And so Tuesday night turned into an impromptu date night, with Mr and Mrs Prick ducking across to Annandale to check out the new Sede restaurant which has just opened up in the old Vicini space on Booth Street. That’s Sede, pronounced seh-DAY, by the way, not “seed”: Think somewhere between seedy and the singer Sade. Say “sedate” and drop the “t” and you’re almost there. It’s Italian, and our waitress told us she thought it meant “venue”, though our friend the Vodka Mogul tells us it’s actually a form of the verb sedere, “to sit”. Anyway.
Sede is at least two, and quite possibly three, restaurants in one. Sitting in an old corner terrace/shop building, the downstairs is gourmet pizza and wine bar snacks with a proper pizza oven blasting away behind the bar. Upstairs is a more refined, modern bistro: warm, soft, colours, a lovely timber ceiling, a couple of big modern canvasses on the walls, with tables also set out on the balcony to watch the passing parade of hipsters and yummy mummies and Audi Q7s as they glide around the roundabout. While downstairs is decidedly Italian, the upstairs menu only hints at these roots: a bit of pancetta on some quail over here, a bowl of linguini over there.
Now the Prick can never go past scallops, and so was tempted into trying the “seared Canadian and popcorn scallops, textures of cucumber, pickled daikon, apple, salmon roe”. The concept of the dish is great, with the big and little scallops – “sea” and “bay” scallops as we call them back home – tied together with what sound like some pretty natural accompaniments. The presentation was very attractive and thoughtful. Sadly, the dish was let down by overcooked scallops – especially the “popcorn” numbers, which had been left searing on the heat for far too long – and there wasn’t enough differentiation between the cucumber(s), daikon, and apple. This could be a good to great dish, but it needs some refinement. As well, what’s with the “Canadian” designation for the scallops? Again, huge potential here, but at the moment more “meh” than “eh?”.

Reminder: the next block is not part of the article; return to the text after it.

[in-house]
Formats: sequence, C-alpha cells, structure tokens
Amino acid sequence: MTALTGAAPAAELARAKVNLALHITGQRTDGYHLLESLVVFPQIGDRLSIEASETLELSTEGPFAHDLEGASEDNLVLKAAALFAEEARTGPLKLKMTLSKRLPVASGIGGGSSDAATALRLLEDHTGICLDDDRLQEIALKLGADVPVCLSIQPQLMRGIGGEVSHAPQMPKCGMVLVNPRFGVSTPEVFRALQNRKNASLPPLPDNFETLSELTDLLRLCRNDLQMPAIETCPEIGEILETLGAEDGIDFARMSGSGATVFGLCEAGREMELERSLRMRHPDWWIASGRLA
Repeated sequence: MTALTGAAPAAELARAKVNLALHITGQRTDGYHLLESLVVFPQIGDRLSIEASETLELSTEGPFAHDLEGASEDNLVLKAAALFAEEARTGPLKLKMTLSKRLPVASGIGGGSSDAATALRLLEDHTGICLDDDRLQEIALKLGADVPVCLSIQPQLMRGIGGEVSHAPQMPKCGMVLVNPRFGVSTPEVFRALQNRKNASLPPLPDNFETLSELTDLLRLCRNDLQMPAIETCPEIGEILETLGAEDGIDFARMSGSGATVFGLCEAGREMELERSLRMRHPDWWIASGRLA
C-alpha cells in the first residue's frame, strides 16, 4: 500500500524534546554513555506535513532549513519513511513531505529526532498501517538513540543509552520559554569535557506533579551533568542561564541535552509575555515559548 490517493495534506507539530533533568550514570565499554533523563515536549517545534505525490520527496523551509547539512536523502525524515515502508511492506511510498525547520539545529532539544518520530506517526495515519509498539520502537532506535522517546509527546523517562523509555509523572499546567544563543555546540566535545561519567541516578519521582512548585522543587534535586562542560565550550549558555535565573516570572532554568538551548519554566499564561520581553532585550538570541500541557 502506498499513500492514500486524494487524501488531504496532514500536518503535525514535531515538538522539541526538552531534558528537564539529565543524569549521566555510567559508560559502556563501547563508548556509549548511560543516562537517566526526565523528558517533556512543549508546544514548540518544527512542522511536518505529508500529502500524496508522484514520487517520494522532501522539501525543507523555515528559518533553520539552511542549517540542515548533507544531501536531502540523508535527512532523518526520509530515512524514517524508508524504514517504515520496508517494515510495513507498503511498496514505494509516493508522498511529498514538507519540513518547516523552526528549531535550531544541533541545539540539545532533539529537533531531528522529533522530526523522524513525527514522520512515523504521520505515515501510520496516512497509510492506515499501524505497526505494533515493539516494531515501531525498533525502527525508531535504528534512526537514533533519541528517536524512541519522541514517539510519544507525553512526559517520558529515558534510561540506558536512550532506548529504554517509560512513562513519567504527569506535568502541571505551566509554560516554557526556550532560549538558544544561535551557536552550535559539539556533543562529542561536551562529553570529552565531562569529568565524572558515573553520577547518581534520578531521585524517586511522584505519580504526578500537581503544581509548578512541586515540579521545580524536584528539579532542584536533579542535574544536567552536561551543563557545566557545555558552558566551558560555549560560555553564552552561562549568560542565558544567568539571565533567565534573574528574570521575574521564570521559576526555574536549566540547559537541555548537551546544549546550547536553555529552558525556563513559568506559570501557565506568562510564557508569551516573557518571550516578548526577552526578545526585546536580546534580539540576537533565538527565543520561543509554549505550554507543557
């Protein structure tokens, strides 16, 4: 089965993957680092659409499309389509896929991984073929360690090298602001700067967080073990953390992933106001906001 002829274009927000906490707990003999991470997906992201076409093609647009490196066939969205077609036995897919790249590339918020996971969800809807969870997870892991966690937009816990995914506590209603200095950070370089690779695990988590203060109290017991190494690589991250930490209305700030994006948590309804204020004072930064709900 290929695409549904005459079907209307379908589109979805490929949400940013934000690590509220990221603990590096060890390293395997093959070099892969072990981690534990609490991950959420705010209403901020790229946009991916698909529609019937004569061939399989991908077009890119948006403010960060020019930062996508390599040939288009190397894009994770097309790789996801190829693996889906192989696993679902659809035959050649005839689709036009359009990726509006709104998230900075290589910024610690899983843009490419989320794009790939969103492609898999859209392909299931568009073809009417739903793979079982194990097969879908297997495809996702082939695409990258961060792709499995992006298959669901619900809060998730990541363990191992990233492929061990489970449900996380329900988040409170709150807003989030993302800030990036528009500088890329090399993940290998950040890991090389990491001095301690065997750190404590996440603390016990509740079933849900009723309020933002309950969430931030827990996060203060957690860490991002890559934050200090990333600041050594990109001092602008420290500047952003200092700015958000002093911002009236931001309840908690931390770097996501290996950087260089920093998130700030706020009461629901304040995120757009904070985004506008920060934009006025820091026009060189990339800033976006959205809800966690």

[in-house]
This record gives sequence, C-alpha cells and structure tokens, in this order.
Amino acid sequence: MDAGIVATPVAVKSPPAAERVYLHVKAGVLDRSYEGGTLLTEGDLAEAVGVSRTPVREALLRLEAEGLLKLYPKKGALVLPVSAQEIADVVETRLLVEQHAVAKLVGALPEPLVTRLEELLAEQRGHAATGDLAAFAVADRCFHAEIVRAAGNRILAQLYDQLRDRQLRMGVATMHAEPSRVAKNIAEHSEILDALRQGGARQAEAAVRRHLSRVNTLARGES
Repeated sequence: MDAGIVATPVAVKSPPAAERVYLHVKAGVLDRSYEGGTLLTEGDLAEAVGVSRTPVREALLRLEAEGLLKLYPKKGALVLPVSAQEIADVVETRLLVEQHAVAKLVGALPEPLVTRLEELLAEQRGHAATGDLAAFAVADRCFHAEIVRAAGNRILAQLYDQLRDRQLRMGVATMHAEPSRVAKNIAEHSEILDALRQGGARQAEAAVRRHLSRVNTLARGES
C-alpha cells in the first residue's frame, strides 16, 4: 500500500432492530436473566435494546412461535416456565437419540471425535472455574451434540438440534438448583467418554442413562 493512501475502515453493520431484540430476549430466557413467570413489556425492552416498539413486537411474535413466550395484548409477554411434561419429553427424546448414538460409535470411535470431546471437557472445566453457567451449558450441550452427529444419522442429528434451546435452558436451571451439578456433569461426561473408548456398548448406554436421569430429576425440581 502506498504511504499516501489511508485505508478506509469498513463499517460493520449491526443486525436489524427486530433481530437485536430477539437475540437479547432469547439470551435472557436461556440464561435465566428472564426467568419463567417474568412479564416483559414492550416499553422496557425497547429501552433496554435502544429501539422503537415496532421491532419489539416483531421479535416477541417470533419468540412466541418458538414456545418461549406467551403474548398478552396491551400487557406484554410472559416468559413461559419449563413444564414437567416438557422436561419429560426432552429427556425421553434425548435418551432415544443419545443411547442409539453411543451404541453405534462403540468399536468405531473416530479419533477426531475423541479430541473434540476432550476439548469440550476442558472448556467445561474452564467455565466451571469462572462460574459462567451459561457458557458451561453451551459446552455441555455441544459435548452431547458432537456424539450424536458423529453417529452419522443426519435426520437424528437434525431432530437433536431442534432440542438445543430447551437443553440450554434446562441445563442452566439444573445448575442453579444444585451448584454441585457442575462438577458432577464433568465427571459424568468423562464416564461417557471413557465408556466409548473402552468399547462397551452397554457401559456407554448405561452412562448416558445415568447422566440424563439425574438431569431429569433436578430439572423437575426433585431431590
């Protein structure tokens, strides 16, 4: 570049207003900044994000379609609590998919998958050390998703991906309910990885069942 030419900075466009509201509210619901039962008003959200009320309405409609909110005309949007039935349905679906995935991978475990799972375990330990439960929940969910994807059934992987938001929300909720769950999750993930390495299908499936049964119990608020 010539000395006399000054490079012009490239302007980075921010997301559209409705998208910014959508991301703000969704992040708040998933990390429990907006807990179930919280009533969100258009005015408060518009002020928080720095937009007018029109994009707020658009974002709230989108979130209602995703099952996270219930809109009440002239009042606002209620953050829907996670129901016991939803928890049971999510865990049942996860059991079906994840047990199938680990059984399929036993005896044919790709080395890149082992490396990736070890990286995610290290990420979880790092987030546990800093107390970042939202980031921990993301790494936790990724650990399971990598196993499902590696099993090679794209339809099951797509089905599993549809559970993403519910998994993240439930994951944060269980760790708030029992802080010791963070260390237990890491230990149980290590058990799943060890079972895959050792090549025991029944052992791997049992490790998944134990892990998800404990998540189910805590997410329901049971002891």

It should be said that the kitchen did nail it with Mrs Prick’s salt cod-stuffed zucchini flowers, which weren’t particularly fancy but which hit the brief perfectly. Now the Pricks are both salt cod brandade connoisseurs (hey, everyone needs a hobby, right?) and this was almost as good as it gets. Special mention to the caponata as well, which both packed a lot of flavour and avoided being oily.
On to mains, and here the Prick did something he never, ever does, namely, went the vegetarian option. But there can be a first time for everything. And just as it is sometimes tempting to vote for the Greens in the Council elections because for all their nuttiness they do a good job of keeping local populations down and property prices up, it is also hard to go past a menu offering like “pan-seared potato and spinach gnocchi, tokay-steeped sultanas, pine nuts, crisp sage, burnt butter, and truffle pecorino”. The Prick succumbed, and was glad he did.